Serious slow down on Big Sur

mo
mothan
Posts: 3
Joined: Tue Mar 09, 2021 11:03 pm
Platform: Mac

Tue Mar 09, 2021 11:18 pm Post

When adding punctuation, highlighting sections or pasting the beachball appears for about ten seconds. I have cut my work up to sections of about 39K words and includes a few photographs, to no avail.
Any advice would be appreciated.
I'm on Big Sur 11.2.3
Scrivener 3.2.2 (14632)
iMac 2017 3.8 GHz i5 Memory 24GB

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OliverJEvensen
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Thu Mar 11, 2021 7:37 pm Post

It is consistent with all your projects or can the issue be localized to a single project? Do you have other apps open that might be slowing your computer down?
Oliver J Evensen
Tech Support @ L&L

"Innovation is saying no to 1,000 things." -Steve Jobs

mo
mothan
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Joined: Tue Mar 09, 2021 11:03 pm
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Thu Mar 11, 2021 9:11 pm Post

Thanks, Oliver. I opened another much smaller Project and it worked well. The problem Project, a Journal written over many years has over 390K words. As I said I copied the entries for 2021 to another Project with 40K words and I get the beachball when highlighting and changing from bold etc.
I would only have four other apps open Notes, Diarly, Safari and Finder.
I really enjoy using Scrivener as it suits how I work.
I appreciate your helpful reply.

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OliverJEvensen
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Sun Mar 14, 2021 2:25 pm Post

I’m glad that helped. With a project of that size, you might want to weed out any non-essential media from the project which should help increase the project’s performance. Since it’s a journal there may not be a lot of media. If that’s the case you might even consider breaking the project up into two projects. While it’s not ideal, sometimes large projects like your own suffer from such performance issues.
Oliver J Evensen
Tech Support @ L&L

"Innovation is saying no to 1,000 things." -Steve Jobs

jc
jcarman
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Sun Mar 14, 2021 4:59 pm Post

I have a project of nearly the same size and have similar issues. I also found breaking it up, and using smaller project for future work, was the answer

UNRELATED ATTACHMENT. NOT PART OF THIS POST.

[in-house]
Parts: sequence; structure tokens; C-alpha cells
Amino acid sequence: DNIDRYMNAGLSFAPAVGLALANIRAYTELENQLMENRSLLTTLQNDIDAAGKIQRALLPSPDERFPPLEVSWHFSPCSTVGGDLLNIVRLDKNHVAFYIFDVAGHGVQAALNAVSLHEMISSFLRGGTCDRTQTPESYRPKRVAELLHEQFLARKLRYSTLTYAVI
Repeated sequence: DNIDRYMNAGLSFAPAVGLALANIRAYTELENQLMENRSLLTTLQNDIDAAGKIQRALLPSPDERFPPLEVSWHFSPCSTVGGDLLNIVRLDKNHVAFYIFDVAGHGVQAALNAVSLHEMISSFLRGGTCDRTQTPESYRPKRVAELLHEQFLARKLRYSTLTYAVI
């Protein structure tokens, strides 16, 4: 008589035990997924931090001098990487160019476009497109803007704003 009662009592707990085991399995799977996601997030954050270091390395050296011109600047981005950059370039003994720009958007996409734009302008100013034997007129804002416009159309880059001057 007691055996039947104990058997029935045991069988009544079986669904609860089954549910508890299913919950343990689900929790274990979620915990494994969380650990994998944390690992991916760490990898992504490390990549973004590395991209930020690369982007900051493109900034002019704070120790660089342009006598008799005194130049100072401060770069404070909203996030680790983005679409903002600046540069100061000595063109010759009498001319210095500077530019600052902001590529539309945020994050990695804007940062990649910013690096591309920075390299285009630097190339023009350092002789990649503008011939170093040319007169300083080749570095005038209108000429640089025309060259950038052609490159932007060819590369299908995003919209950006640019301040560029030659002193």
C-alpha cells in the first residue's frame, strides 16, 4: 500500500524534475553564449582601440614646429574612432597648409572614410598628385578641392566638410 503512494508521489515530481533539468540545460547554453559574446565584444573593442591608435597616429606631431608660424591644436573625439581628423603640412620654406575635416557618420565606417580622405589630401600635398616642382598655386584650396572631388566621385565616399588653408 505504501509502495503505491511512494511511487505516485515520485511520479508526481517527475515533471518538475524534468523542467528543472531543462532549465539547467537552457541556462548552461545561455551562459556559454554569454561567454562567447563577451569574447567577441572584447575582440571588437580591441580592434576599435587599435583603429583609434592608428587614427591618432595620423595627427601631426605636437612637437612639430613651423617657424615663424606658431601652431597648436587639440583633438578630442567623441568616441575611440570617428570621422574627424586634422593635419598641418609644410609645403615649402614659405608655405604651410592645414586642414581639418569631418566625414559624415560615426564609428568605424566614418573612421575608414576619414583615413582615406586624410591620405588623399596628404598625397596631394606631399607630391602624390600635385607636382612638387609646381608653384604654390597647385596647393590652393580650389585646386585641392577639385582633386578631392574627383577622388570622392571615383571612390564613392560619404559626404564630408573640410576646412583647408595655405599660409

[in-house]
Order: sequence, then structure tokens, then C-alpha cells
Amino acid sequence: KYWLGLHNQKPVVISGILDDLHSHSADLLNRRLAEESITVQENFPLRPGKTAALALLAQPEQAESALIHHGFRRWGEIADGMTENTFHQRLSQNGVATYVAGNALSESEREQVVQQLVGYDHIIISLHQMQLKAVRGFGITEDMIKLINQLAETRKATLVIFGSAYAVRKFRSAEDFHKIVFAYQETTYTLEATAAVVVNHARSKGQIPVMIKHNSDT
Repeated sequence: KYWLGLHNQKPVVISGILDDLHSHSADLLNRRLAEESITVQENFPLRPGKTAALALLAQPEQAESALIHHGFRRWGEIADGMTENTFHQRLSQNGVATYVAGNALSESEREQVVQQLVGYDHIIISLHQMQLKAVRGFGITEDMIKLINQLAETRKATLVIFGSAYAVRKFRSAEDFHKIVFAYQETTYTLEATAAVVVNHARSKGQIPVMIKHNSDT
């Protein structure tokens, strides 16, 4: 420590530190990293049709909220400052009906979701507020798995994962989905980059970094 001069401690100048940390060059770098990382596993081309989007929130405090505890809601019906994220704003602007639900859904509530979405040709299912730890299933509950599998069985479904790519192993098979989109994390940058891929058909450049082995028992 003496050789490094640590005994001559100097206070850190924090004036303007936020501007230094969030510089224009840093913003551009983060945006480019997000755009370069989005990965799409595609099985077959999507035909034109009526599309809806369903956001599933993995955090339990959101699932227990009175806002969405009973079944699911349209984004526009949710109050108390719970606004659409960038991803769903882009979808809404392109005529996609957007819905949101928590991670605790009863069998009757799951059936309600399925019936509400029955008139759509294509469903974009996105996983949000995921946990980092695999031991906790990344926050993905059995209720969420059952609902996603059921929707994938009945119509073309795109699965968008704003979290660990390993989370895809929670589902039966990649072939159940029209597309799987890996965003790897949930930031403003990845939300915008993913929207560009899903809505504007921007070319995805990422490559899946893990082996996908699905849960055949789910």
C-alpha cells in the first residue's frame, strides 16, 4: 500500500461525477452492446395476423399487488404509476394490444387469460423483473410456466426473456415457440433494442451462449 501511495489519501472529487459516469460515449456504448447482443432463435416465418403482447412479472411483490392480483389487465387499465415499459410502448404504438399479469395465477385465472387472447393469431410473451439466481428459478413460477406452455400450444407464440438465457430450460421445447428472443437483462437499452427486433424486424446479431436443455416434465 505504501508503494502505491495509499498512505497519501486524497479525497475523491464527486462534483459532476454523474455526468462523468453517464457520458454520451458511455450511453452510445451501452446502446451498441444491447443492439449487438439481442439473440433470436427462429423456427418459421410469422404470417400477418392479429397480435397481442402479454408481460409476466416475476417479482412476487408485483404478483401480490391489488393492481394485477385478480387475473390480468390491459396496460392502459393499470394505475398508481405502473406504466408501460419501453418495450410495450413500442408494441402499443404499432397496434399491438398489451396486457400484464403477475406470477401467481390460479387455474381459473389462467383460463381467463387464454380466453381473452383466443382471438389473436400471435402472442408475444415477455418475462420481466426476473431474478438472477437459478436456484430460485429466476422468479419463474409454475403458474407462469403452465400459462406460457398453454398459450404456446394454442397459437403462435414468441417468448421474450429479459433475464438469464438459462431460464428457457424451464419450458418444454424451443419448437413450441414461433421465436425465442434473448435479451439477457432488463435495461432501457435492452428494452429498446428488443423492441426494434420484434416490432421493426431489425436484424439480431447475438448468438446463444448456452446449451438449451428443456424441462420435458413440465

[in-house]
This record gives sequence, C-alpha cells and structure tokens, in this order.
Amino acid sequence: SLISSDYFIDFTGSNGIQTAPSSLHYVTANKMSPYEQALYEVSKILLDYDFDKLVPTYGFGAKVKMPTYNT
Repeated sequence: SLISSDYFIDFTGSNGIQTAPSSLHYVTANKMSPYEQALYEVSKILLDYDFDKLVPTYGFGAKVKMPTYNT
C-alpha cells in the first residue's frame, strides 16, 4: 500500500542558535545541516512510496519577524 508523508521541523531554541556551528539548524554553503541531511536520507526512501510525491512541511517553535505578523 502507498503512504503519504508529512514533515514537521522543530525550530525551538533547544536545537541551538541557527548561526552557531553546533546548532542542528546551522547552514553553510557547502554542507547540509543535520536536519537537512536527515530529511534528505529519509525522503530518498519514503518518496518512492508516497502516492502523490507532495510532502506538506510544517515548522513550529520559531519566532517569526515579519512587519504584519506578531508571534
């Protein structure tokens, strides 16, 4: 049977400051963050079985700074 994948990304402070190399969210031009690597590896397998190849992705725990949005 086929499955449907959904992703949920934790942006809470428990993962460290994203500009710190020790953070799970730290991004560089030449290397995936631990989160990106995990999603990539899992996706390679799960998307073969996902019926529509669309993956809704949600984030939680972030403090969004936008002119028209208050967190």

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rdale
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Mon Mar 15, 2021 3:58 pm Post

39k is a lot of text to highlight and then fiddle with bold/italic, etc... Scrivener has built-in ways of normalizing text without selecting it, such as the Documents->Convert->Text To Default Format, which uses the settings in either Scrivener->Preferences->Editing->Formatting, or the equivalent section in Project->Project Settings, if you've set that to make your project use its own formatting preferences, separate from other projects.

But even just editing 40k of text means that when you pause for a second or two, Scrivener is re-writing that entire document to disk during its auto-save routines. Consider breaking your journal down into folders for each year, and maybe by month under that. You might even consider, over time, breaking out each day's entry into separate documents, as the Scrivenings settings let you view multiple documents as if they're one in the editor. There's a lot of power to be had in customizing your compile settings to stitch the files back into one whole document, reformatting things at compile time, instead of having to change the text inside Scrivener when you change your mind about how (for instance), each day's title is formatted.

For that matter, being able to add keywords for major topics in your journal means that you can search for all documents with the "grandparents" keyword and only see the days you mentioned a grandparent. But that only works if you have things broken down far enough that you don' t have to skim through weeks and weeks of entries for that topic.
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kewms
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Mon Mar 15, 2021 4:26 pm Post

What is the smallest organizational unit that you care about? For a journal, it might be a single day. For a novel, it might be a chapter or a scene.

But most people aren't going to deal with 39K words in one chunk, as either writers or readers. That's too much to keep in your head at once, and also too much for most readers to digest in one sitting. Most works naturally break into smaller pieces than that. Scrivener is optimized for those smaller pieces.

How small? If you're seeing performance issues, "smaller than that" is a good place to start. In my own work, natural breaks tend to come every 2K-4K words, though I'll often use smaller pieces to facilitate revision. Above 10K words, it really depends on your hardware and what else your system is doing at the same time.

Katherine
Scrivener Support Team

mo
mothan
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Tue Mar 16, 2021 9:42 pm Post

Many thanks to rdale, Katherine, jcarmar and Oliver. Your advice has been most welcome. I'm now going to have fun taking those ideas on board.
Best wishes,
Ian